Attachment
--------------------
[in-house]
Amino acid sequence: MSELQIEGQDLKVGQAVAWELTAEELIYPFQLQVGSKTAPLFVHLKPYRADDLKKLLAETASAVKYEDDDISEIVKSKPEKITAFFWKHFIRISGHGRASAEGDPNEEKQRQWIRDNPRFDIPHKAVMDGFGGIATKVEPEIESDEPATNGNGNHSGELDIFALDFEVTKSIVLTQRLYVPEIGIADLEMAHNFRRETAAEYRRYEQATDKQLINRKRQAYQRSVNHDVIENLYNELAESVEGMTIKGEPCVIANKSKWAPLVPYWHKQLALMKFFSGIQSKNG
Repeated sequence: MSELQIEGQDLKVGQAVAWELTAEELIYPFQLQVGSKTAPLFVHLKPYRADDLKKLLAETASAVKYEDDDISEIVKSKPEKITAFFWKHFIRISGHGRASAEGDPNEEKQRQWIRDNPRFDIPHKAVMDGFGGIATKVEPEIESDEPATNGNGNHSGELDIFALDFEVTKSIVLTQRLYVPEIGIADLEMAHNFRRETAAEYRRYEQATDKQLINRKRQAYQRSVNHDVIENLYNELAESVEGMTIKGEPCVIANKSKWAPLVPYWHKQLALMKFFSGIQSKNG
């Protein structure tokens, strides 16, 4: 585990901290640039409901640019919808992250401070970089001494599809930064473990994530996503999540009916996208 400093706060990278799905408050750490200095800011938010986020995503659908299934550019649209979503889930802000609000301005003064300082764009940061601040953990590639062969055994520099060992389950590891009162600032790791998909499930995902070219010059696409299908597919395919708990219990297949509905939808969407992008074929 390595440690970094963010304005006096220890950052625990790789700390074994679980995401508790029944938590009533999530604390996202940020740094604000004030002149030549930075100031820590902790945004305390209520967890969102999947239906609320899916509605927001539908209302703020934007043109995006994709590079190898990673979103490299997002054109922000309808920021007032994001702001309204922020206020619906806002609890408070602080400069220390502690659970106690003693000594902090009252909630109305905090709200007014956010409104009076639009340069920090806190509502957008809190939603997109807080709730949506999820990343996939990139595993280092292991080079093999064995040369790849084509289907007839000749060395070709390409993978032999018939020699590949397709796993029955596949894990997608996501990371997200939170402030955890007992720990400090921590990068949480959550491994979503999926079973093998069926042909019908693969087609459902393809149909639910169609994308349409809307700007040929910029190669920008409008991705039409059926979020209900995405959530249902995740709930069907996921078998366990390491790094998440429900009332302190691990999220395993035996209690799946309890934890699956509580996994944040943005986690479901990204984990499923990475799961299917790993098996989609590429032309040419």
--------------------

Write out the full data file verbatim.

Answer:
[in-house]
Amino acid sequence: MSELQIEGQDLKVGQAVAWELTAEELIYPFQLQVGSKTAPLFVHLKPYRADDLKKLLAETASAVKYEDDDISEIVKSKPEKITAFFWKHFIRISGHGRASAEGDPNEEKQRQWIRDNPRFDIPHKAVMDGFGGIATKVEPEIESDEPATNGNGNHSGELDIFALDFEVTKSIVLTQRLYVPEIGIADLEMAHNFRRETAAEYRRYEQATDKQLINRKRQAYQRSVNHDVIENLYNELAESVEGMTIKGEPCVIANKSKWAPLVPYWHKQLALMKFFSGIQSKNG
Repeated sequence: MSELQIEGQDLKVGQAVAWELTAEELIYPFQLQVGSKTAPLFVHLKPYRADDLKKLLAETASAVKYEDDDISEIVKSKPEKITAFFWKHFIRISGHGRASAEGDPNEEKQRQWIRDNPRFDIPHKAVMDGFGGIATKVEPEIESDEPATNGNGNHSGELDIFALDFEVTKSIVLTQRLYVPEIGIADLEMAHNFRRETAAEYRRYEQATDKQLINRKRQAYQRSVNHDVIENLYNELAESVEGMTIKGEPCVIANKSKWAPLVPYWHKQLALMKFFSGIQSKNG
């Protein structure tokens, strides 16, 4: 585990901290640039409901640019919808992250401070970089001494599809930064473990994530996503999540009916996208 400093706060990278799905408050750490200095800011938010986020995503659908299934550019649209979503889930802000609000301005003064300082764009940061601040953990590639062969055994520099060992389950590891009162600032790791998909499930995902070219010059696409299908597919395919708990219990297949509905939808969407992008074929 390595440690970094963010304005006096220890950052625990790789700390074994679980995401508790029944938590009533999530604390996202940020740094604000004030002149030549930075100031820590902790945004305390209520967890969102999947239906609320899916509605927001539908209302703020934007043109995006994709590079190898990673979103490299997002054109922000309808920021007032994001702001309204922020206020619906806002609890408070602080400069220390502690659970106690003693000594902090009252909630109305905090709200007014956010409104009076639009340069920090806190509502957008809190939603997109807080709730949506999820990343996939990139595993280092292991080079093999064995040369790849084509289907007839000749060395070709390409993978032999018939020699590949397709796993029955596949894990997608996501990371997200939170402030955890007992720990400090921590990068949480959550491994979503999926079973093998069926042909019908693969087609459902393809149909639910169609994308349409809307700007040929910029190669920008409008991705039409059926979020209900995405959530249902995740709930069907996921078998366990390491790094998440429900009332302190691990999220395993035996209690799946309890934890699956509580996994944040943005986690479901990204984990499923990475799961299917790993098996989609590429032309040419």